April has some amazing astronomy activities you can do in your own backyard. Venus will shine at its brightest on April 27th and the moon can be seen with the dazzling star cluster Messier 35.
“When one looks toward the southwest just after dark, Venus is the most prominent object in the night sky after the moon,” said Physicist André Bormanis to the Los Angeles Times. “Venus is currently about 60 million miles away from the Earth. Which means it took the light from Venus about six minutes to hit your eye. You’re seeing Venus six minutes in the past.”
Bormanis has a master’s degree in science, technology, and public policy from George Washington University.
If you’re preparing to view the night sky remember to bundle up, according to Space.com.
Also in the southwest sky the Pleiades are inside the constellation of Taurus the Bull. Just after dusk, look a bit below and to the right of the waxing crescent moon. “That’s an open star cluster 440 light-years away.” said Bormanis. “The light that you’re seeing left that star cluster 440 years ago, which, if I’m correct, is 1580 — 30 years before Galileo first turned a telescope toward the night sky.”
Give your eyes 15 to 20 minutes to adjust to the night sky which will even make a difference in light-polluted areas. If you need to use a flashlight to view a star map or adjust equipment, try to tape something red over it like construction paper or foil. Download a red filter app for phone screens to reduce glare.
“Orion is very prominent low in the southwest. It is facing Taurus the Bull. Orion is trying to slay Taurus the Bull, in fact”
“Orion’s hunting dogs, Canis Major and Canis Minor, are to his left.”
“The brightest star in Canis Major is Sirius, the dog star, and it’s the brightest star in the sky.” To find it, look low in the southwest sky, to the left of Orion.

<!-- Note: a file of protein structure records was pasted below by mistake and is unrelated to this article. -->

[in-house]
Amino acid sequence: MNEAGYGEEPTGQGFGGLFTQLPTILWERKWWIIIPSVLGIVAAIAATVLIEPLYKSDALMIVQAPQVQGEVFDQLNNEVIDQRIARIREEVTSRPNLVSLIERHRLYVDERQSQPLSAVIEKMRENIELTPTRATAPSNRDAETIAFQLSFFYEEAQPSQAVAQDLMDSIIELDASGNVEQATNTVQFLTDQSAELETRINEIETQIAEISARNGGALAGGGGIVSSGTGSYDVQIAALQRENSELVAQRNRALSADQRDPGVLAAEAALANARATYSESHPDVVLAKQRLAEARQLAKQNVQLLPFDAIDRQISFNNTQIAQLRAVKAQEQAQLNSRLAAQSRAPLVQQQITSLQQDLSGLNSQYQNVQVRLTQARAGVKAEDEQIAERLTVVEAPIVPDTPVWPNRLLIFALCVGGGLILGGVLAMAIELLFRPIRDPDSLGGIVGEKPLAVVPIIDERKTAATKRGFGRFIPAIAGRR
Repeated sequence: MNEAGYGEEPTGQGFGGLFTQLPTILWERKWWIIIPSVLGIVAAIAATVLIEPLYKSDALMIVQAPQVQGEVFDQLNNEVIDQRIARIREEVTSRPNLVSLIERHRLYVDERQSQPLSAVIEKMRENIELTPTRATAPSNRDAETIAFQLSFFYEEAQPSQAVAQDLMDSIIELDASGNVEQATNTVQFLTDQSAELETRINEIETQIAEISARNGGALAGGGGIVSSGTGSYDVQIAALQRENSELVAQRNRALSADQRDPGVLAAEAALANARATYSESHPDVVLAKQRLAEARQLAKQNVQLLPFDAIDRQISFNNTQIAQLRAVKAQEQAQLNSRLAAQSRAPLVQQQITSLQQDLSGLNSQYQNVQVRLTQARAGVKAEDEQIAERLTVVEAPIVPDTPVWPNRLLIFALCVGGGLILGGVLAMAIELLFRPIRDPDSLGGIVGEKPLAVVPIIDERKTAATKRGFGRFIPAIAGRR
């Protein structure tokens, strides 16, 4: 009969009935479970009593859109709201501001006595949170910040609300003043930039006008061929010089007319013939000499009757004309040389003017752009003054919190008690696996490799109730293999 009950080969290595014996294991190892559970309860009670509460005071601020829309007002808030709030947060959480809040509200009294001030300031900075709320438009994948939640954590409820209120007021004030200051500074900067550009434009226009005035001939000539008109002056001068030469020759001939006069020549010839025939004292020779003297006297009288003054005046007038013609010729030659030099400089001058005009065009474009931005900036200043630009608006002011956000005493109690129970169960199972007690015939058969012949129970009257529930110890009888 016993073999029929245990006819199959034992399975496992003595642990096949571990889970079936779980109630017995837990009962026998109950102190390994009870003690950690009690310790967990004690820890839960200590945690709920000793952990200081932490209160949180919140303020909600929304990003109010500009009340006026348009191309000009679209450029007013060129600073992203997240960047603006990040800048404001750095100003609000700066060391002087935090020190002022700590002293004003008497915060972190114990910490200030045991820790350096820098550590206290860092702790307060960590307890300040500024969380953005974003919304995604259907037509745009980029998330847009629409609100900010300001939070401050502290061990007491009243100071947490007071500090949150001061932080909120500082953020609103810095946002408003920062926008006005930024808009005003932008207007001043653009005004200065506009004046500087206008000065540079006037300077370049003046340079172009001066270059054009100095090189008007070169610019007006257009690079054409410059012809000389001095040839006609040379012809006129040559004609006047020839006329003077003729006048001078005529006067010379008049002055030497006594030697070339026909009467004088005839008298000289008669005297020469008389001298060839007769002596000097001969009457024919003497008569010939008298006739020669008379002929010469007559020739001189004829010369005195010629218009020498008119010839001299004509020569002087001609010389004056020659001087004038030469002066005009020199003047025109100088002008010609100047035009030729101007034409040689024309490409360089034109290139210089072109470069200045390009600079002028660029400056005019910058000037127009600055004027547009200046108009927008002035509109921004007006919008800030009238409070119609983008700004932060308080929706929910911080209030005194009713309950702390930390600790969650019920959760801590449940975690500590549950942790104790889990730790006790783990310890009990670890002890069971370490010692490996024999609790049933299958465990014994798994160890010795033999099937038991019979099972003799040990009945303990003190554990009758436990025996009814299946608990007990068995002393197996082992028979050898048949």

Betelgeuse marks Orion’s right arm and “has been behaving strangely in recent months. It’s been dimming. It is a red supergiant star, destined to end its life in a supernova explosion. We don’t know when. It will be sometime in the next few hundred thousand years, most probably.”
Venus, Mars, Jupiter, and Saturn are all easily visible without any special equipment, but with a telescope, you can even see Saturn’s rings or Jupiter’s moons.
“If you go out under the predawn sky, Saturn, Mars and Jupiter are doing a little dance in the southeast.” And if you watch them from morning to morning, “you can watch their relative positions changing. We’re all orbiting the sun in the same direction. Mars is the next planet out from Earth, then Jupiter, then Saturn. So it takes Earth one year to go around the sun. It takes Mars a little over two years. It takes Jupiter 12 years. And Saturn, 30 years.”
If you have binoculars, “look beneath the belt of Orion at his sword sheath. One of the ‘stars’ in that sheath will look a little fuzzy. That’s the Orion Nebula, a huge complex of gas and dust where stars are being born. It’s a stellar nursery about 1,500 light-years from Earth.”
On April 29th, a feature on the moon known as Lunar X will be visible with binoculars and backyard telescopes. This is an X-shaped feature that is created when the craters of Parbach, la Caille, and Blanchinus are lit up by sunlight from a certain angle.
Also on the 29th, the asteroid 1998 OR2 will safely pass by Earth at a distance 3.9 million miles. This asteroid won’t hit Earth but will make a great target for advanced skywatchers with telescopes.
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